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write  (rt)
v. wrote (rt), writ·ten (rtn) also writ (rt), writ·ing, writes
a. To form (letters, words, or symbols) on a surface such as paper with an instrument such as a pen.
b. To spell: How do you write your name?
2. To form (letters or words) in cursive style.
3. To compose and set down, especially in literary or musical form: write a poem; write a prelude.
4. To draw up in legal form; draft: write a will.
5. To fill in or cover with writing: write a check; wrote five pages in an hour.
6. To express in writing; set down: write ones thoughts.
7. To communicate by correspondence: wrote that she was planning to visit.
8. To underwrite, as an insurance policy.
9. To indicate; mark: Utter dejection was written on every face (Winston S. Churchill).
10. To ordain or prophesy: It was written that the empire would fall.
11. Computer Science To transfer or copy (information) from memory to a storage device or output device.
1. To trace or form letters, words, or symbols on paper or another surface.
2. To produce written material, such as articles or books.
3. To compose a letter; communicate by mail.
Phrasal Verbs:
write down
1. To set down in writing.
2. To reduce in rank, value, or price.
3. To disparage in writing.
4. To write in a conspicuously simple or condescending style: felt he had to write down to his students.
write in
1. To cast a vote by inserting (a name not listed on a ballot).
2. To insert in a text or document: wrote in an apology at the end of the note.
3. To communicate with an organization by mail: write in with a completed entry form.
write off
1. To reduce to zero the book value of (an asset that has become worthless).
2. To cancel from accounts as a loss.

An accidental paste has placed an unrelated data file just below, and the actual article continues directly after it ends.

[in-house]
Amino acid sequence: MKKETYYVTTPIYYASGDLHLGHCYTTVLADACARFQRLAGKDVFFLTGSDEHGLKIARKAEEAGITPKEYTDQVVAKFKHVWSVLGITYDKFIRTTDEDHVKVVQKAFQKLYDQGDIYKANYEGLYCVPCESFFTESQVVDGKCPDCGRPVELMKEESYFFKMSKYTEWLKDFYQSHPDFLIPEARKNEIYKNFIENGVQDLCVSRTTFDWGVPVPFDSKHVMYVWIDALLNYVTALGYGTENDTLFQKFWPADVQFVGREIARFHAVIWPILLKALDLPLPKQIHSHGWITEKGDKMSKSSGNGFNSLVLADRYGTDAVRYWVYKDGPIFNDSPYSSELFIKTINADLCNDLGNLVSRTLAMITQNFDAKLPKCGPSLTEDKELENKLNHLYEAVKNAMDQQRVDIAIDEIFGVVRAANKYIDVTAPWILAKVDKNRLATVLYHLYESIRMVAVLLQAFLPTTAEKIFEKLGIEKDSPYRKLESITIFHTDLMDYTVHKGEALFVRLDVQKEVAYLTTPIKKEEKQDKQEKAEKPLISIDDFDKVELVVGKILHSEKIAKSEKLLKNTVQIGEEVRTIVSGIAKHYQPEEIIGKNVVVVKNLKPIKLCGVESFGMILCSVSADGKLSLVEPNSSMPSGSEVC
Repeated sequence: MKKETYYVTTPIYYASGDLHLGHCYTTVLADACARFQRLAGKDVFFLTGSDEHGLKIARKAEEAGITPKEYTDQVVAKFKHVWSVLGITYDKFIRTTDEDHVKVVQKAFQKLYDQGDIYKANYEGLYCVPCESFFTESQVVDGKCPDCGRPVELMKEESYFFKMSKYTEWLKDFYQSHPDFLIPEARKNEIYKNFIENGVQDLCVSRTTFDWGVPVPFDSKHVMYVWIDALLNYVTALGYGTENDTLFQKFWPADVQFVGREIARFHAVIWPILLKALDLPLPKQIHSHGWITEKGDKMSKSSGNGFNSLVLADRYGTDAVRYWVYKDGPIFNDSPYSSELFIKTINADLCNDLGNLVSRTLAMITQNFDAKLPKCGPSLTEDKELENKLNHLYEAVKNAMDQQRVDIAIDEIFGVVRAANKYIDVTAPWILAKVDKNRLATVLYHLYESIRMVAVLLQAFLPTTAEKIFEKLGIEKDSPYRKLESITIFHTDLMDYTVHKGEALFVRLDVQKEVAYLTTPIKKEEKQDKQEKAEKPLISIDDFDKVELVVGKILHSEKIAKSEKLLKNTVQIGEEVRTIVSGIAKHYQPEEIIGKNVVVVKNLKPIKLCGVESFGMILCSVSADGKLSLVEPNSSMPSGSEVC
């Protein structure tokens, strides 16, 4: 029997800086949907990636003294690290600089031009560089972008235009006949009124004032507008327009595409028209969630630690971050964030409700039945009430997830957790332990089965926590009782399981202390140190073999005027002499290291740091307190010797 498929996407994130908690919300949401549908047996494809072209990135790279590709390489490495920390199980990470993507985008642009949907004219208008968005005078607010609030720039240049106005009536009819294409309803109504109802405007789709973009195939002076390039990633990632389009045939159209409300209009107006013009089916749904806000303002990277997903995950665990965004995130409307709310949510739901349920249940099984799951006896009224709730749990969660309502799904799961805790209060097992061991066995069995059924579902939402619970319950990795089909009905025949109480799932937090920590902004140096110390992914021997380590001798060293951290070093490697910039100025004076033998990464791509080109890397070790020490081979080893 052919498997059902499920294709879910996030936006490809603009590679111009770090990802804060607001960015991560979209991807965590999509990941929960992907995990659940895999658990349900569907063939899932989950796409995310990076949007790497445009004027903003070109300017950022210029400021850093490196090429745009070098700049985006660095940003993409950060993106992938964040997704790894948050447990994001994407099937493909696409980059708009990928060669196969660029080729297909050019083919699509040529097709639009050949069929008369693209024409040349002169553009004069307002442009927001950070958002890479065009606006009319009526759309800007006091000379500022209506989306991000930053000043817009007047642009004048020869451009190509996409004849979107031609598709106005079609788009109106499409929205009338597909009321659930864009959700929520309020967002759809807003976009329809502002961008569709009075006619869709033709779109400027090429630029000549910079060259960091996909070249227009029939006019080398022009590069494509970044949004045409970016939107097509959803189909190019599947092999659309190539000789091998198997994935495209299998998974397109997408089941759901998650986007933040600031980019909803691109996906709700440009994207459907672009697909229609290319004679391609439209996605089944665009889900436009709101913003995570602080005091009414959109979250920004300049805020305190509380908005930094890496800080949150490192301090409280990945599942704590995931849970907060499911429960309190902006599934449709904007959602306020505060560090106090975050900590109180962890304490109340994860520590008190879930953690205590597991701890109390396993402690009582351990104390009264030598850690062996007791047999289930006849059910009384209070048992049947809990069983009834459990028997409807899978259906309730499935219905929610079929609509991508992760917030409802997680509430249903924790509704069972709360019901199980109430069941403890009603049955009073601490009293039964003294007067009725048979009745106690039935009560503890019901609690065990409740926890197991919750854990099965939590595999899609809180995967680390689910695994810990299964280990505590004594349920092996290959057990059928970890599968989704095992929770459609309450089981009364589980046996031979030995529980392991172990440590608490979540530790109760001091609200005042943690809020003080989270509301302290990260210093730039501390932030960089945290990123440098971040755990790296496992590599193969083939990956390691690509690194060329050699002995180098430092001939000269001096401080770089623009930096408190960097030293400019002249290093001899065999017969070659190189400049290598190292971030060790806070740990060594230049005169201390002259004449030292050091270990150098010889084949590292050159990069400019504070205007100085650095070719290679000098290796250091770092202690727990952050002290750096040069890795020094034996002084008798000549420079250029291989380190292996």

3. To consider as a loss or failure: wrote off the rainy first day of the vacation.
write out
1. To express or compose in writing: write out a request.
2. To write in full or expanded form: All abbreviations are to be written out.
write up
1. To write a report or description of, as for publication.
2. To bring (a journal, for example) up to date.
3. To overstate the value of (assets).
4. To report (someone) in writing, as for breaking the law. wrote him up for speeding.
write (ones) own ticket
To set ones own terms or course of action entirely according to ones own needs or wishes: an open-ended and generous scholarship that lets recipients write their own ticket.
writ large
Signified, expressed, or embodied in a greater or more prominent magnitude or degree: The man was no more than the boy writ large (George Eliot).

[Middle English writen, from Old English wrtan.]
Word History: Every western Indo-European language except English derives its verb for to write from Latin scrbere: écrire in French, escribir in Spanish, scrivere in Italian, scribaim in Old Irish, ysgrifennu in Welsh, skriva in Breton, skrifa in Old Norse, skrive in Danish and Norwegian, skriva in Swedish, schreiben in German, schrijven in Dutch. The Old English verb to write is wrtan, from a Germanic root *writ- that derives from an Indo-European root *wreid- meaning to cut, scratch, tear, sketch an outline. German still retains this meaning in its cognate verb reissen, to tear. Only Old English employed wrtan to refer to writing, that is, scratching on parchment with a pen. English shows a similar contrariness in its verb read, being almost the only western European language not to derive its verb for that concept from Latin legere.

write  /rat/  v. wrote /rot/ or written /rtn/, writing, writes 1 [I;T] to present ideas in words, such as on paper or electronically: He has to write a term paper for his history class. 2 [I;T] to create literary works: She writes novels for a living. 3 [I;T] to communicate with s.o. in writing: I wrote (a letter) to my brother about my new job.4 phrasal v. insep. [I] to write in or away for s.t.: to request s.t. by letter or mail: He wrote in for concert tickets. 5 phrasal v. sep. [T] to write s.o. or s.t. off: to pay no attention to, ignore, dismiss: I write off his comments as stupid.||I write them off. See: write-off.6 phrasal v. sep. [T] to write s.t. down: a. to write on paper: I wrote down my friends new address.||I wrote it down. b. (in business) to make s.t. less valuable, (syn.) to devalue an asset: We wrote down old inventory.See: write-down. 7 phrasal v. insep. [T] to write s.t. out: to copy completely: She wrote out her recipe for lemon cake.||She wrote it out.8 phrasal v. sep. [T] to write s.t. up: to describe, esp. in a newspaper: A reporter wrote up our baseball teams win in the newspaper.|| He wrote it up. write

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